Short story

Travellers

6 minute read

“You have to remember, it didn’t all happen at once. It’s not as if three billion people all got a glimpse of the future at the same time. It was gradual, over a period of many years. Decades. At first no-one understood what was happening. Sometimes whole cities travelled, other times only a few people at a time.

“I was six years old when I first saw Him. I was walking past a café with my mother and we saw everyone inside staring at the TV. The news report was playing the same blurred footage you have no doubt all seen a million times. Footage of what looked – to me at least – like a man with bright skin hovering over a field of wheat. Lots of military around him, the reporter clearly scared for his life. Then it cut to static. And that was it, we were all left hanging, just like that.

“It was only a few days later that reports started to emerge of people spontaneously fainting. Regaining consciousness seconds later with what we came to understand was knowledge of the future. Most were profoundly transformed by the experience. We called it ‘travelling’. People’s eyes would go white when it happened. Some would lose their balance but remained conscious. Others fainted or had nose bleeds; a few had full-blown seizures.

“As the years passed we learned more about travelling. It turned out that it only happened once in your life, and only to the people already born on the day of His appearance. You never knew when or where it would happen, just that somehow it never seemed to put you or others in danger when it did. That, to me, was a sign that an extraordinary intelligence was behind everything; a glimmer of hope for our collective future. The premonitions were always just fragments, never fully formed pictures; sometimes they contradicted one another. We were baffled. We wanted to know what it all meant.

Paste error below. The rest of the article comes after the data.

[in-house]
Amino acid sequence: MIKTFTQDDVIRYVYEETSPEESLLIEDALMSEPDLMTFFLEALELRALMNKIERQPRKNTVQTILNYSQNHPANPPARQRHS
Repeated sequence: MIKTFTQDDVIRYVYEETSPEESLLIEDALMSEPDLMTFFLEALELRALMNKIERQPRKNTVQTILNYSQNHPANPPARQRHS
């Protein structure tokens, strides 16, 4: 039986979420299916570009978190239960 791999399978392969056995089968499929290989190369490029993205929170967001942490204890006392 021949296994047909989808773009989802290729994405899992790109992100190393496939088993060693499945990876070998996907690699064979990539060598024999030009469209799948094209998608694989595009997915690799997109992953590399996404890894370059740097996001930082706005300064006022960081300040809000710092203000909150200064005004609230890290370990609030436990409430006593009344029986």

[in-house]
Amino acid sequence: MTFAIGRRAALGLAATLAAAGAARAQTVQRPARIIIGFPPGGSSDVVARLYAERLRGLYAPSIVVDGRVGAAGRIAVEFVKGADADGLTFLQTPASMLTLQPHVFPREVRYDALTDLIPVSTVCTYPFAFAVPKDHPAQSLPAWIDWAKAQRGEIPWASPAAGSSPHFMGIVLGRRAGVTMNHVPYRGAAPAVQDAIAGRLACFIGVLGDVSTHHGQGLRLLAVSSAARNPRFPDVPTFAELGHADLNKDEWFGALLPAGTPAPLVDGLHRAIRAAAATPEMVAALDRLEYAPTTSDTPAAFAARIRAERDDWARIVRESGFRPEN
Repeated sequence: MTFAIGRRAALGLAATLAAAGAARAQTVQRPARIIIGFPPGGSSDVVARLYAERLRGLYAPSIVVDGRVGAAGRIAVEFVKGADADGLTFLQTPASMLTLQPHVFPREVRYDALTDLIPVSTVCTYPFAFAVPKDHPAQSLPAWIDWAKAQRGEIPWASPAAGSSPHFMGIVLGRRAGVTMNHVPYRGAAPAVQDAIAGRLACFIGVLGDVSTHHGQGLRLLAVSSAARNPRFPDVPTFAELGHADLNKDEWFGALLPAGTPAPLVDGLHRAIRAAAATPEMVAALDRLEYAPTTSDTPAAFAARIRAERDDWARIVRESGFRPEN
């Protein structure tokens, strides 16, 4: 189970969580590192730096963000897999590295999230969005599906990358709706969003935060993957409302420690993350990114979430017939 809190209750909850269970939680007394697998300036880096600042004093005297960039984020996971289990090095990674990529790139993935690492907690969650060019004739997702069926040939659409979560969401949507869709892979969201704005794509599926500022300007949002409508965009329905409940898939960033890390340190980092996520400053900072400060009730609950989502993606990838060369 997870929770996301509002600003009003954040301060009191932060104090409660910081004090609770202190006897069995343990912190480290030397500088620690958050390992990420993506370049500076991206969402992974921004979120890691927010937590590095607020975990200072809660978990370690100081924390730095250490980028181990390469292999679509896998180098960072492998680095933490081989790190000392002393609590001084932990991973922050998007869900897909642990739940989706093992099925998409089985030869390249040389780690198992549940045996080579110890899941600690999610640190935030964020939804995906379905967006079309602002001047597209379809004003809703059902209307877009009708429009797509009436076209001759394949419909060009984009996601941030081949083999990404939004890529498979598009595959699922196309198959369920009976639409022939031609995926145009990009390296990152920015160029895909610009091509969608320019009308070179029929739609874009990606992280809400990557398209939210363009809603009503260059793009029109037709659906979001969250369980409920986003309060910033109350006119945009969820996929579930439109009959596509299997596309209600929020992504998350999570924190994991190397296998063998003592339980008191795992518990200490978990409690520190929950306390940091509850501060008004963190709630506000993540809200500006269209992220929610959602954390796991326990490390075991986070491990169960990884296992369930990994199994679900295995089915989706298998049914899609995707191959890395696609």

“Well. We stand here today knowing how things turned out. It was like lighting a fuse to a world just about ready to explode. You would think that two world wars and global chaos throughout the twenty first century would have been enough to teach us the meaning of ‘common good’ but no; as a species, we always seem to make the same mistakes over and over again.

“Which brings me to what I wanted to say to you today. When I was invited by Professor Walters to give your commencement speech, I was flattered but honestly did not know what I had left in me to say. As you know, I’ve lived the last few years away from the public spotlight. And you can easily see why: a few minutes ago you all saw me struggling just to get on stage. [laughter] Old age will do that to you. But then I thought of my late wife and children… And what I wanted to say became very clear.

“I stand before you as one of the last surviving travellers. Almost all of us have died, all three billion of us. Nearly one hundred years have passed since that very first day at the café. I’m here today to tell you that my generation failed, and it is a deeply humbling experience. Old men usually complain about the young. I’m here to do one thing only: to ask for your forgiveness. We were given a chance that no generation has ever had – and we somehow managed to squander it.

“I am here today to tell you that you carry in you the ability to change the course of things. To change us for the better. To save us. It is not too late; it will never be too late.

“Throughout my life I’ve been asked many times what it was that I saw when I travelled. I’ve always refused to answer that question and that will not change today. But let me explain why.

“I’ve dedicated my life to quantum physics, and I can tell you that sometimes all it takes is the observation of a given reality to change it. Paradoxically, an awareness of your own future is enough to cause it to happen. And frankly, as I stand at the twilight of my own life, I wonder how much happier my life would have been if I had not been so obsessed with finding the answers; instead of just taking care of the people by my side. I lost my wife to cancer ten years ago and not one day goes by that I don’t regret not being there when she passed away.

“So live your lives in the bliss of not knowing everything, in the gift of the unknown. In the wonder of what Shakespeare once called the ‘Undiscovered Country’.

“May the Emissary – wherever He is – watch over your fates, and the fates of all those you love. And, above all, may you all watch over one another.

“Thank you.”

read more:

Be the first to leave a comment!

Leave a Reply

Your email address will not be published. Required fields are marked *